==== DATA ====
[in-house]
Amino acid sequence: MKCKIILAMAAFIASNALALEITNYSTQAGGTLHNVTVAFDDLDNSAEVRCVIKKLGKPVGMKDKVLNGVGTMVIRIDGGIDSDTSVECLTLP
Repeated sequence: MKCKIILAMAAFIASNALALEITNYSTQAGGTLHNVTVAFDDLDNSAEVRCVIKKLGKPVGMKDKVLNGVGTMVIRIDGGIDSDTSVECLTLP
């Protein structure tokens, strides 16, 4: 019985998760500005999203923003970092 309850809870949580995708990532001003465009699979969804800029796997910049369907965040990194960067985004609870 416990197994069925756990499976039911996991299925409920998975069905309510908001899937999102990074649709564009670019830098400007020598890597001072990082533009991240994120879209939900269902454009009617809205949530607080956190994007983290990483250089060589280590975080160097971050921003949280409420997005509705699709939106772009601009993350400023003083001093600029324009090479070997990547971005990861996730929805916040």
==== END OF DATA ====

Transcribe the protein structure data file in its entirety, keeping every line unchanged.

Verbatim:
[in-house]
Amino acid sequence: MKCKIILAMAAFIASNALALEITNYSTQAGGTLHNVTVAFDDLDNSAEVRCVIKKLGKPVGMKDKVLNGVGTMVIRIDGGIDSDTSVECLTLP
Repeated sequence: MKCKIILAMAAFIASNALALEITNYSTQAGGTLHNVTVAFDDLDNSAEVRCVIKKLGKPVGMKDKVLNGVGTMVIRIDGGIDSDTSVECLTLP
């Protein structure tokens, strides 16, 4: 019985998760500005999203923003970092 309850809870949580995708990532001003465009699979969804800029796997910049369907965040990194960067985004609870 416990197994069925756990499976039911996991299925409920998975069905309510908001899937999102990074649709564009670019830098400007020598890597001072990082533009991240994120879209939900269902454009009617809205949530607080956190994007983290990483250089060589280590975080160097971050921003949280409420997005509705699709939106772009601009993350400023003083001093600029324009090479070997990547971005990861996730929805916040």